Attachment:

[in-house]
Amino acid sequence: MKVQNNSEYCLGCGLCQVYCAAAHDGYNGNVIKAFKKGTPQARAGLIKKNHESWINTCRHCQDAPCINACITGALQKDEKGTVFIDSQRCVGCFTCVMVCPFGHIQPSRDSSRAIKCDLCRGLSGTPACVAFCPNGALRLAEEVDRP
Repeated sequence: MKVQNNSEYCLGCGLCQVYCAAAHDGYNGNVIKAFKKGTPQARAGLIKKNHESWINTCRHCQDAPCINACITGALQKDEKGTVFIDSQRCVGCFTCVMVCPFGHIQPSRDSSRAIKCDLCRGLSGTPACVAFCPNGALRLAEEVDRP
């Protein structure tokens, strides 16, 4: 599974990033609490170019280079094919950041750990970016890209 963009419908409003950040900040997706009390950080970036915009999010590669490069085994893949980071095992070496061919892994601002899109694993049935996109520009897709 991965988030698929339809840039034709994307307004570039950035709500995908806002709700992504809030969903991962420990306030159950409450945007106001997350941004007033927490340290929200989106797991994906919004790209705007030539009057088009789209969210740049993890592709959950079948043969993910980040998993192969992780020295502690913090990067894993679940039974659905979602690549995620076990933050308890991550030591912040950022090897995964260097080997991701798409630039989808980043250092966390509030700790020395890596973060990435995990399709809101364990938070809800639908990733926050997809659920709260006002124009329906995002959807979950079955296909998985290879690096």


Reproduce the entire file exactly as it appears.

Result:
[in-house]
Amino acid sequence: MKVQNNSEYCLGCGLCQVYCAAAHDGYNGNVIKAFKKGTPQARAGLIKKNHESWINTCRHCQDAPCINACITGALQKDEKGTVFIDSQRCVGCFTCVMVCPFGHIQPSRDSSRAIKCDLCRGLSGTPACVAFCPNGALRLAEEVDRP
Repeated sequence: MKVQNNSEYCLGCGLCQVYCAAAHDGYNGNVIKAFKKGTPQARAGLIKKNHESWINTCRHCQDAPCINACITGALQKDEKGTVFIDSQRCVGCFTCVMVCPFGHIQPSRDSSRAIKCDLCRGLSGTPACVAFCPNGALRLAEEVDRP
């Protein structure tokens, strides 16, 4: 599974990033609490170019280079094919950041750990970016890209 963009419908409003950040900040997706009390950080970036915009999010590669490069085994893949980071095992070496061919892994601002899109694993049935996109520009897709 991965988030698929339809840039034709994307307004570039950035709500995908806002709700992504809030969903991962420990306030159950409450945007106001997350941004007033927490340290929200989106797991994906919004790209705007030539009057088009789209969210740049993890592709959950079948043969993910980040998993192969992780020295502690913090990067894993679940039974659905979602690549995620076990933050308890991550030591912040950022090897995964260097080997991701798409630039989808980043250092966390509030700790020395890596973060990435995990399709809101364990938070809800639908990733926050997809659920709260006002124009329906995002959807979950079955296909998985290879690096």